When you’re 48 years old, Tim McGraw isn’t exactly a spring bird, and his albums aren’t exactly selling very well these days, either. His most recent album, Damn Country Music, barely sold 39,000 copies in its first week of release and has failed to reach the milestone of 100,000 sales. Sundown Heaven Town, which he released in 2014, may not be a gold record for him.
Nonetheless, Tim McGraw is one of the last remaining artists who has the freedom to put out whatever he wants to radio, including music that actually says something and is appropriate for consumption by fully matured adults, and it manages to gain not only some recognition and acceptance, but also outright success in the process. You may blame Tim McGraw’s long-standing connection with country radio, or you can blame Big Machine Records’ enormous radio marketing budget. In any case, the sinewy country artist serves as a kind of chaperone for country music’s young movement, and he represents one of the few remaining traces of meaningful music on corporate country radio, no matter how adult contemporary it may seem at times.
It’s very astounding, in fact. Among the hits from Sundown Heaven Town were “Meanwhile Back At Mama’s,” “Shotgun Rider,” and “Diamond Rings and Old Barstools,” all of which reached the top three on radio charts. And each of them was one of the finest things to come out of radio during their time on the air. In spite of the fact that it was meant to be the major hit, “Lookin’ For That Girl” was the one that failed to take off.
Tim McGraw has taken this information into consideration and has decided that the second single from Damn Country Music will be the immensely mature “Humble and Kind. Consider this for a moment: at an age when songwriting was done by committee, the song “Humble and Kind” was composed entirely by Lori McKenna, a 48-year-old songwriter, on her own. Rather than being the second single from the album, a song like “Humble and Kind” is designed to be the last song on the album for those who have the patience to listen all the way through.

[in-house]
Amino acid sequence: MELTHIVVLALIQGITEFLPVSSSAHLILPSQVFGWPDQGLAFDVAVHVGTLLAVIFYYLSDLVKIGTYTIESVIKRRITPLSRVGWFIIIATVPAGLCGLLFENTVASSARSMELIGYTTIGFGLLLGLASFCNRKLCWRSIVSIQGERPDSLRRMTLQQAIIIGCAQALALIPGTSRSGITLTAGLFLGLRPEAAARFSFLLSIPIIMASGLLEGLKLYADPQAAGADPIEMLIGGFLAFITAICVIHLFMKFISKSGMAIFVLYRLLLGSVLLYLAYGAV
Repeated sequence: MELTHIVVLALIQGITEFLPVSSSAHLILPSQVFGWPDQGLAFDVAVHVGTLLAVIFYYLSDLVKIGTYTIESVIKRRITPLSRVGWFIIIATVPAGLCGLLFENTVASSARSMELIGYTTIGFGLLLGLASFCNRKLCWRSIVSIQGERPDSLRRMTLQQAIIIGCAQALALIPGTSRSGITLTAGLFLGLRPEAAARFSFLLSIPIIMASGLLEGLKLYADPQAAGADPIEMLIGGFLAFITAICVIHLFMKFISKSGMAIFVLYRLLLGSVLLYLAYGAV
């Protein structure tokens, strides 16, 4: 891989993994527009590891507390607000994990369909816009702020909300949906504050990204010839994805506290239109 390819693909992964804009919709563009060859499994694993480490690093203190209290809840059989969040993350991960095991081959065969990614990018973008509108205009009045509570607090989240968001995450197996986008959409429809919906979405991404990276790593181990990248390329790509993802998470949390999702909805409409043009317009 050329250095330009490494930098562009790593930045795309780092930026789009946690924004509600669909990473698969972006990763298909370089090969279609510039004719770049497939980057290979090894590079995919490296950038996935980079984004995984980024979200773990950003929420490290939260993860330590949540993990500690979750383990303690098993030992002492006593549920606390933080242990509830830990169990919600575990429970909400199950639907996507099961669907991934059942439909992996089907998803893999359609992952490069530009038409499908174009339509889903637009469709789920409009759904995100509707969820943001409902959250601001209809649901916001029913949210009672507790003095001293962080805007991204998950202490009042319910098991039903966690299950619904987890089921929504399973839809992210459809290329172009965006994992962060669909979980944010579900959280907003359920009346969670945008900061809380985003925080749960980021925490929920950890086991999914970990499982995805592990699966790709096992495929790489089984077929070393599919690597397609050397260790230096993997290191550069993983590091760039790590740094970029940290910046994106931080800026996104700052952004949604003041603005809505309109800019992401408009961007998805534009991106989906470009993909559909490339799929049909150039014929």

This move is surprising, just like the quality of Sundown Heaven Town and Damn Country Music was surprising. And I would bet dollars to donuts “Humble and Kind” ends up being another successful radio move. A video for the song released first to Facebook has already racked up millions of views (a more common move these days to help drive metadata stats). Yes, the video is sappy. Apparently Oprah Winfrey had some involvement in it, and McGraw has always been too enamored with his own silhouette when he’s sporting his plastic cowboy hat. But all of that is beside the point.
When I first heard “Humble and Kind,” I immediately thought of Don Williams. In the fast-paced environment today’s world, the music of Don Williams is like a compass to guide you to appreciating the value of slowing down and taking life in, and that’s what “Humble and Kind” does. Sure it’s quite dry, and maybe even kind of preachy. But “Humble and Kind” is full of lessons we all know, but must be reminded of on a daily basis in these turbo-charged times. And it tends to fall to the artists of an era to teach them.
READ: Album Review Tim McGraw’s “Damn Country Music”
Tim McGraw has made plenty of money, and enjoyed more than his fair share of success in his career. He doesn’t need anything else from the music to either validate his existence, or financially support his family for the future. But what Tim McGraw understands is that reaching millions through the power of country music comes with a responsibility. And not only is he willing to shoulder that responsibility, he’s committed to seeing it be effective.